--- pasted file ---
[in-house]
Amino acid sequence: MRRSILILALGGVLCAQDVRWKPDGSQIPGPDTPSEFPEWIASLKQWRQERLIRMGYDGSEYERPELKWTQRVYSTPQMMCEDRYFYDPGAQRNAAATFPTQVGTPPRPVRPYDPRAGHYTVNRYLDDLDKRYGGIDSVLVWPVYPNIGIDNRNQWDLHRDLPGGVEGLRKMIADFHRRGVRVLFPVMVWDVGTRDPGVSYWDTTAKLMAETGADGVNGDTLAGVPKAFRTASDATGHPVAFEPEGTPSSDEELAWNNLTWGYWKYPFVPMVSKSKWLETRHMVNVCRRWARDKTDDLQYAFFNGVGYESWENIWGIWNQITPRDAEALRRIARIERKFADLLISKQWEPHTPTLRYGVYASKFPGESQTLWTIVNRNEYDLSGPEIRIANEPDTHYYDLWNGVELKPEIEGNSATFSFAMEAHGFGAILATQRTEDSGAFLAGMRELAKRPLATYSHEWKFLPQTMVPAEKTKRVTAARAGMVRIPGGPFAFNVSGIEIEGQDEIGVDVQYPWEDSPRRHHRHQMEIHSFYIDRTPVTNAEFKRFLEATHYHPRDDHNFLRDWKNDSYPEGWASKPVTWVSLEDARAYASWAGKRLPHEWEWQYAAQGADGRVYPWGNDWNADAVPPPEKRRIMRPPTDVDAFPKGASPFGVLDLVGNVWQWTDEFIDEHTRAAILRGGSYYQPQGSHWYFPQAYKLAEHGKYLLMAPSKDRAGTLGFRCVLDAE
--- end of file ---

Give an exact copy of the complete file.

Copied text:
[in-house]
Amino acid sequence: MRRSILILALGGVLCAQDVRWKPDGSQIPGPDTPSEFPEWIASLKQWRQERLIRMGYDGSEYERPELKWTQRVYSTPQMMCEDRYFYDPGAQRNAAATFPTQVGTPPRPVRPYDPRAGHYTVNRYLDDLDKRYGGIDSVLVWPVYPNIGIDNRNQWDLHRDLPGGVEGLRKMIADFHRRGVRVLFPVMVWDVGTRDPGVSYWDTTAKLMAETGADGVNGDTLAGVPKAFRTASDATGHPVAFEPEGTPSSDEELAWNNLTWGYWKYPFVPMVSKSKWLETRHMVNVCRRWARDKTDDLQYAFFNGVGYESWENIWGIWNQITPRDAEALRRIARIERKFADLLISKQWEPHTPTLRYGVYASKFPGESQTLWTIVNRNEYDLSGPEIRIANEPDTHYYDLWNGVELKPEIEGNSATFSFAMEAHGFGAILATQRTEDSGAFLAGMRELAKRPLATYSHEWKFLPQTMVPAEKTKRVTAARAGMVRIPGGPFAFNVSGIEIEGQDEIGVDVQYPWEDSPRRHHRHQMEIHSFYIDRTPVTNAEFKRFLEATHYHPRDDHNFLRDWKNDSYPEGWASKPVTWVSLEDARAYASWAGKRLPHEWEWQYAAQGADGRVYPWGNDWNADAVPPPEKRRIMRPPTDVDAFPKGASPFGVLDLVGNVWQWTDEFIDEHTRAAILRGGSYYQPQGSHWYFPQAYKLAEHGKYLLMAPSKDRAGTLGFRCVLDAE